Recently President Obama paid a visit to Israel and the Palestinian territories and worked hard to repair the difficult relationship he’s had with Prime Minister Netanyahu by saying and doing the right things. This charm offensive has helped to place the two leaders on the same page regarding the Iranian nuclear threat and to cooperate on rebuilding relations between Israel and Turkey which are essential in the midst of the expanding Syria Civil War. The President spoke passionately about the rights of Palestinians. But he approached the acknowledgement of their rights by underlining the security requirements of Israel:
“So peace is necessary. But peace is also just. Peace is also just. There is no question that Israel has faced Palestinian factions who turned to terror, leaders who missed historic opportunities. That is all true. And that’s why security must be at the center of any agreement. And there is no question that the only path to peace is through negotiations — which is why, despite the criticism we’ve received, the United States will oppose unilateral efforts to bypass negotiations through the United Nations. It has to be done by the parties. (Applause.) But the Palestinian people’s right to self-determination, their right to justice, must also be recognized. (Applause.)
Put yourself in their shoes. Look at the world through their eyes. It is not fair that a Palestinian child cannot grow up in a state of their own. (Applause.) Living their entire lives with the presence of a foreign army that controls the movements not just of those young people but their parents, their grandparents, every single day. It’s not just when settler violence against Palestinians goes unpunished. (Applause.) It’s not right to prevent Palestinians from farming their lands; or restricting a student’s ability to move around the West Bank; or displace Palestinian families from their homes. (Applause.) Neither occupation nor expulsion is the answer. (Applause.) Just as Israelis built a state in their homeland, Palestinians have a right to be a free people in their own land. (Applause.)”
It appears that President Obama and his new Secretary of State John Kerry have a plan to re-engage and to work publicly and privately to initiate a new round of peace negotiations leading toward a final status agreement and the creation of a free and secure Palestinian State adjacent to a free and secure State of Israel. Many parties are busy cheerleading this effort, like the letter to Netanyahu by a list of 100 American Jewish leaders produced by the Israel Policy Forum:
There are loud voices on the right cheering against concessions and eviscerating the reality of a Palestinian partner for peace, (an old reliable charge with enough truth to allow it to gum up the works more often than not);
It should be added that Bill Kristol can summon some powerful words to help make his case:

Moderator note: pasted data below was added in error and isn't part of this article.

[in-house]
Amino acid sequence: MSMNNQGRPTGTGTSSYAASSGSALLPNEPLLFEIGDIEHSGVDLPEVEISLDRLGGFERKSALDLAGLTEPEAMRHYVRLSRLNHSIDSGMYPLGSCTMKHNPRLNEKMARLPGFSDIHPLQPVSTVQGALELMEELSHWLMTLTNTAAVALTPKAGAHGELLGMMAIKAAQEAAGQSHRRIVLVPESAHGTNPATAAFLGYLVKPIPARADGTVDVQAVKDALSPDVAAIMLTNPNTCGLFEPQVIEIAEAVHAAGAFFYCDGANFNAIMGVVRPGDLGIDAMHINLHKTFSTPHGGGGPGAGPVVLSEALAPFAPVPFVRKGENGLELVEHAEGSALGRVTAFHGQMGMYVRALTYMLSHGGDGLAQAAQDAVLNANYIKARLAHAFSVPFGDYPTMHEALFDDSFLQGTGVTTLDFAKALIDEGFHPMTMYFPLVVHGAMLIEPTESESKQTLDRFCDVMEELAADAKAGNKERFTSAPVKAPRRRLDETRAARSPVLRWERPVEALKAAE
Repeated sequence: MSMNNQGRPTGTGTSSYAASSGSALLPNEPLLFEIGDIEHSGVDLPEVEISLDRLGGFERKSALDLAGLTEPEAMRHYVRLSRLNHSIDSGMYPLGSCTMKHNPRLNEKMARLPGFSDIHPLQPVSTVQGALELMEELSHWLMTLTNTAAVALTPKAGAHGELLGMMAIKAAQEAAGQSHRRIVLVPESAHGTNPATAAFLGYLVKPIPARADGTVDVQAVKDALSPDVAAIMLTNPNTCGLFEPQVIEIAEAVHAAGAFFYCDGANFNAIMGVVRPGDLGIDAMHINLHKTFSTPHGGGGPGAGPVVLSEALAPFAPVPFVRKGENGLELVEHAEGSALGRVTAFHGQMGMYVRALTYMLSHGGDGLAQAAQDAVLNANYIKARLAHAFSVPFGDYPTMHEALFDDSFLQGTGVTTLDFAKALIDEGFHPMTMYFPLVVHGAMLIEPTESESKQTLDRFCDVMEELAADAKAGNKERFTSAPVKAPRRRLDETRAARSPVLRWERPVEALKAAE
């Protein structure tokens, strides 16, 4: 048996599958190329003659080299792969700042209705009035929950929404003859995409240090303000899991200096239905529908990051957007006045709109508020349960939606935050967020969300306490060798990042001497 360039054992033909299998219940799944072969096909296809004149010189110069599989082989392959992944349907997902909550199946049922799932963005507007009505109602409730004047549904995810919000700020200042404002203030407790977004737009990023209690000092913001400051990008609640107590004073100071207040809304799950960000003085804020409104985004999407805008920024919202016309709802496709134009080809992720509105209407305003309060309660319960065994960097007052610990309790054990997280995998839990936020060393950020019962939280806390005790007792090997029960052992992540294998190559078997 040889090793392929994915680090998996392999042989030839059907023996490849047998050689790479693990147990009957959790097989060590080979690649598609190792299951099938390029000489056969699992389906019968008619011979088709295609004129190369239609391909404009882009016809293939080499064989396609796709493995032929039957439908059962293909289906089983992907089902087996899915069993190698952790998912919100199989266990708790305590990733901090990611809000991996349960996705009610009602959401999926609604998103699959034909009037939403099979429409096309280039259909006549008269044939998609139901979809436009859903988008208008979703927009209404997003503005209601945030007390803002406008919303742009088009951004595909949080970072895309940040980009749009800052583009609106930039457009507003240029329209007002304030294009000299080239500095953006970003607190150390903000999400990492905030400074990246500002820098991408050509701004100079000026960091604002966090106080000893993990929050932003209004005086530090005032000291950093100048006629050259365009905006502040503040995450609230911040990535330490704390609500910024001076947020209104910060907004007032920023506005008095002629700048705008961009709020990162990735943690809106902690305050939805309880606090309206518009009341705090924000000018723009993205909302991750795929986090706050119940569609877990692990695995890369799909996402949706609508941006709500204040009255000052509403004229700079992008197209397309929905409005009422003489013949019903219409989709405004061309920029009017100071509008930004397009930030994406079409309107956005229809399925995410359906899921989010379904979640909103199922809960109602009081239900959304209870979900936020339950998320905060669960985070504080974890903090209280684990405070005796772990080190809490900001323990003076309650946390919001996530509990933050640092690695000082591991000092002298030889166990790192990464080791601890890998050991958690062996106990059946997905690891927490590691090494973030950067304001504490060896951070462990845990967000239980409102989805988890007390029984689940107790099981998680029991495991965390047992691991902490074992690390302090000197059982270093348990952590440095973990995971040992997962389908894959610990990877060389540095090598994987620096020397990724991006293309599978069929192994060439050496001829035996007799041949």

“Before rushing to issue new recommendations, we suggest that these oracles of bad advice might pause to reflect on the wisdom of the recommendations they’ve already made.”
I am not a leader of the American Jewish community and represent neither the left nor the right. But I am a Jew who believes that “peace is possible” if enough people work for it and those people work collectively with others locally, regionally and internationally against the extremism that shouts down the efforts of good people and their leaders to seek peace and when that doesn’t work oppose it as violently as possible. A U.S. President called on the young people of Israel to take risks for peace:
“And let me say this as a politician — I can promise you this, political leaders will never take risks if the people do not push them to take some risks. You must create the change that you want to see. (Applause.) Ordinary people can accomplish extraordinary things.”
In the aftermath of the Second Intifada, the Gaza disengagement and the continuing expansion of settlements and disruption of Palestinian life in the West Bank it is more than difficult for Israelis or Palestinians to suddenly champion a peace that seems to always be announced but seldom if ever be seen. It is incumbent on American, European, Arab and Asian leaders as well as others to support the peace process concretely in deeds as well as in words by underwriting a National Dialogue on Peace between Palestinians and Israelis that raises the stakes for Israelis and Palestinians alike and brings them together to learn about and from each other and to generate a real collaborative Peoples Movement for Peace in 2013. There have been many well meaning words. But today it is critically necessary to work together to help two peoples and their leaders join together to seek and realize lasting peace.
The writer is President of the Interfaith Community for Middle East Peace, an NGO based in Philadelphia, and can be reached at firstname.lastname@example.org. The words represent the beliefs of the author and should not be construed as the policy of the Interfaith Community for Middle East Peace.